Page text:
Malachi had reminded his listeners that they had forgotten that the Lord had loved them in special ways. Now he moves on to show that they had failed to worship God in an appropriate way. The order of his topics highlights the obvious: it is impossible to worship God if we question his love and fail to take note of the evidences of his love.
This failure was especially evidenced by the priests (vv. 6-11), which is why Malachi speaks of them first, but he also refers to the people in general (vv. 12-14). What was happening was that the priests and people were giving to God the worst animals rather than the best animals as sacrifices. Not only did they not offer the best, they were bored with the activity (v. 13). It is not difficult to see that there is a connection between the two: we will be bored with worship if we are not giving our best. The giving must precede the enjoyment.
Malachi informs us that their worship was flippant. They had forgotten who their God was and who they were. The Lord reminds them in verse 6 as to who he is: he is their Father and Master, which means that they belonged to his family and were his servants. Just as a father expects his children to respect him, so the Lord expected Israel to respect him. And just as a master expects his servants to obey him, so the Lord expected Israel to obey his commandments regarding worship. It is impossible to obey God if there is no respect for God. Obedience comes out of reverence and fear.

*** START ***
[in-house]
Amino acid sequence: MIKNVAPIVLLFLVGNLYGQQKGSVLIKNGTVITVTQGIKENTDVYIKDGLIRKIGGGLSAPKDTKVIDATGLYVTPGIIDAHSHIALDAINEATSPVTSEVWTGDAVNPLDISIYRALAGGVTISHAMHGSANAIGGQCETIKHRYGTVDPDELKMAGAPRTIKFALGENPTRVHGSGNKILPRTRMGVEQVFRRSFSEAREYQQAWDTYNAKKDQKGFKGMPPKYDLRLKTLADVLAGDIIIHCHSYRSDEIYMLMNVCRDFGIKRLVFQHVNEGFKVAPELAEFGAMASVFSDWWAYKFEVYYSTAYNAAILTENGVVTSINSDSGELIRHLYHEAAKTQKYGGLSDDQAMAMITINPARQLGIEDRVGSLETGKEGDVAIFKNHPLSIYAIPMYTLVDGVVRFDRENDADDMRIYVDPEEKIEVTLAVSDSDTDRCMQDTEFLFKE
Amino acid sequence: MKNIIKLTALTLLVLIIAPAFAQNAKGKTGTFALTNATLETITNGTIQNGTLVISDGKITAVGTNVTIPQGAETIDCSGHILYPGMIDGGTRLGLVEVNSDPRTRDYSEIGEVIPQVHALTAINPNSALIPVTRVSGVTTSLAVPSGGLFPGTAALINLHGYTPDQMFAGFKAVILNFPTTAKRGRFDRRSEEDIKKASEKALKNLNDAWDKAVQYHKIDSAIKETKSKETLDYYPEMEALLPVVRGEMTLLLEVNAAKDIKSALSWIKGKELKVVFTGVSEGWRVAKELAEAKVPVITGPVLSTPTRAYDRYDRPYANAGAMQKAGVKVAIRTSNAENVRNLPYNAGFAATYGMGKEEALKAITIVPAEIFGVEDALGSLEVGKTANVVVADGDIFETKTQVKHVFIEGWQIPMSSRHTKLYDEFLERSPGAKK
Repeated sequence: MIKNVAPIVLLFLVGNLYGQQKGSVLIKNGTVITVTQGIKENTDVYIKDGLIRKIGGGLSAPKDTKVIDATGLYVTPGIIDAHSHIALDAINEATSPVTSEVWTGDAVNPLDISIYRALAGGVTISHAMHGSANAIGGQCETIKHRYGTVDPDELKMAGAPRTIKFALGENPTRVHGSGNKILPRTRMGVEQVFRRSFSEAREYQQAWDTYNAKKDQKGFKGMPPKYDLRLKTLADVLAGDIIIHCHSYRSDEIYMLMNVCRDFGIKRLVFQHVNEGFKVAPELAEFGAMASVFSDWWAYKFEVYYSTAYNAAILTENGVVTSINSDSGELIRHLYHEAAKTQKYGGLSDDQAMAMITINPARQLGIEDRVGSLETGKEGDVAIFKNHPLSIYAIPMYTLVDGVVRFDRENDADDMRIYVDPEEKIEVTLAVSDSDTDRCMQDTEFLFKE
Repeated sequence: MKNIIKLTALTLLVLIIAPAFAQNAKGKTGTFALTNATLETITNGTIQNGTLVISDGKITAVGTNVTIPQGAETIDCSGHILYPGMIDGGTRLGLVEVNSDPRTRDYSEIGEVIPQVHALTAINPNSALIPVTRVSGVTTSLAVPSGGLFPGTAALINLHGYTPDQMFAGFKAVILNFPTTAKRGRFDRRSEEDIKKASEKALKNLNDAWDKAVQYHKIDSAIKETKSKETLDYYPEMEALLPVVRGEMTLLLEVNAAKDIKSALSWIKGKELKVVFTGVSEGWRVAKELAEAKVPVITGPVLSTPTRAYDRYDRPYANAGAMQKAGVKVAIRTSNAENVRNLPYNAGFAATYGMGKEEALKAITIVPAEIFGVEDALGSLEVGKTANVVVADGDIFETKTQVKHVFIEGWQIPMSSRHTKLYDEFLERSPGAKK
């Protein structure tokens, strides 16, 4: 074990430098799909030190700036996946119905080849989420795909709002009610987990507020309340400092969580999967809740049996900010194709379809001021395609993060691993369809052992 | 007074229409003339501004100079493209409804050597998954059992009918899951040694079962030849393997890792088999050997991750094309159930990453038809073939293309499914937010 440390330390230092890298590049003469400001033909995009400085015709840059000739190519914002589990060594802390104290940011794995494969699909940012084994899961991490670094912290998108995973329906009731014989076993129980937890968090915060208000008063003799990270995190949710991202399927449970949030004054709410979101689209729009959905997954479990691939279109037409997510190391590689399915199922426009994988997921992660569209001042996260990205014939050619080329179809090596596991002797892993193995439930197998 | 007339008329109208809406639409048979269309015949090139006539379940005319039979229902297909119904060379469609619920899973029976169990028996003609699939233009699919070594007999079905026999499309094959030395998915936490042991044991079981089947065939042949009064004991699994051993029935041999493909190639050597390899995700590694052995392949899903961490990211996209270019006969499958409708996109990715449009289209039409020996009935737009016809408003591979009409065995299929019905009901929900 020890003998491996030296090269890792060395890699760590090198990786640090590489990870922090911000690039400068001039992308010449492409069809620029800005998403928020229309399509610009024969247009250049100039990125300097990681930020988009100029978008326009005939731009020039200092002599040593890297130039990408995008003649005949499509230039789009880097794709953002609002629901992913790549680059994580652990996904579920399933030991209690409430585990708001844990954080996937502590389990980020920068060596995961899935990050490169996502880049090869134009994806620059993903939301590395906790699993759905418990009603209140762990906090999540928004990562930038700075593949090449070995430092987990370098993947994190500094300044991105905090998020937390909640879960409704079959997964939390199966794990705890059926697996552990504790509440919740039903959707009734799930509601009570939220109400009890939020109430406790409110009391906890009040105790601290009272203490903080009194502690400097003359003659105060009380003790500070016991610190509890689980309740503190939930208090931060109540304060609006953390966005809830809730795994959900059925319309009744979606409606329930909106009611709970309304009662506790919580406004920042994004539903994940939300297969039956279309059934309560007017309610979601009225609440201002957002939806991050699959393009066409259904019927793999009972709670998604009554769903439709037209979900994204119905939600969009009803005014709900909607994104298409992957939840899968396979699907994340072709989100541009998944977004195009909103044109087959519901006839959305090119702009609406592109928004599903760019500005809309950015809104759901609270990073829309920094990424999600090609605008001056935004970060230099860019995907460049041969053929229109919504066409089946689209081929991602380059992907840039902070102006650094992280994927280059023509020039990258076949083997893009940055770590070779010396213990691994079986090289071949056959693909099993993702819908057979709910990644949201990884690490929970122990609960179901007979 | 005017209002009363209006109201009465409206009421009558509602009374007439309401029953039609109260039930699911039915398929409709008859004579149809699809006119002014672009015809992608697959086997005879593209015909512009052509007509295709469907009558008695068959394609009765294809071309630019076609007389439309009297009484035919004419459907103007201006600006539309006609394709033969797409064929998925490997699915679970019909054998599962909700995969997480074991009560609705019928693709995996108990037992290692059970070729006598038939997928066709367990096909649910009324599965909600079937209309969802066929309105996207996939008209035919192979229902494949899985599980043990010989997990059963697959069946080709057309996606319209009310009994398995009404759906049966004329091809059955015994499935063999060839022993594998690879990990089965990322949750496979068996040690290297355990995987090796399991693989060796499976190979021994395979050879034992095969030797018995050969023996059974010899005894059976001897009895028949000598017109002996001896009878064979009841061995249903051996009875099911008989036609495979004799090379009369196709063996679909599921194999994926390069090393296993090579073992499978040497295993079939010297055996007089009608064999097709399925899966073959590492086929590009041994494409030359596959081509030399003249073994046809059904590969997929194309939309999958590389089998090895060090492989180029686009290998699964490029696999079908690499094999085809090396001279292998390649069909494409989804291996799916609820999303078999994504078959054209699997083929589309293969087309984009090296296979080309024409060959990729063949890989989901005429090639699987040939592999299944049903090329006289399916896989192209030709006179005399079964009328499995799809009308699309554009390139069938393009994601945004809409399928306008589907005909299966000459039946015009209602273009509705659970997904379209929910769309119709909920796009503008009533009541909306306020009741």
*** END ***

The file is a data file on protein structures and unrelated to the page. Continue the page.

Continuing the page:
Malachi further says that their worship was familiar. We are used to the saying, ‘Familiarity breeds contempt.’ They had become used to what they were doing, it had descended into a matter of routine. They knew they should worship God, but it was merely an external activity.
Malachi also says that their worship was selfish. They offered what cost them little, and even the priests would not open a door without expecting money as a reward. Their estimation of worship was what they got out of it, not what they put into it.
Sadly their worship was a failure. In all their activities, they did not meet with God. He refused to accept their worship, and refused to bestow upon them any spiritual blessings from their worship. This failure is seen in Malachi’s ironic suggestion in verse 9: ‘And now entreat the favour of God, that he may be gracious to us. With such a gift from your hand, will he show favour to any of you? says the LORD of hosts.’ When they entreat the favour of God through such inappropriate worship, he will not pay any attention to them.
Tomorrow we will look at aspects of true worship.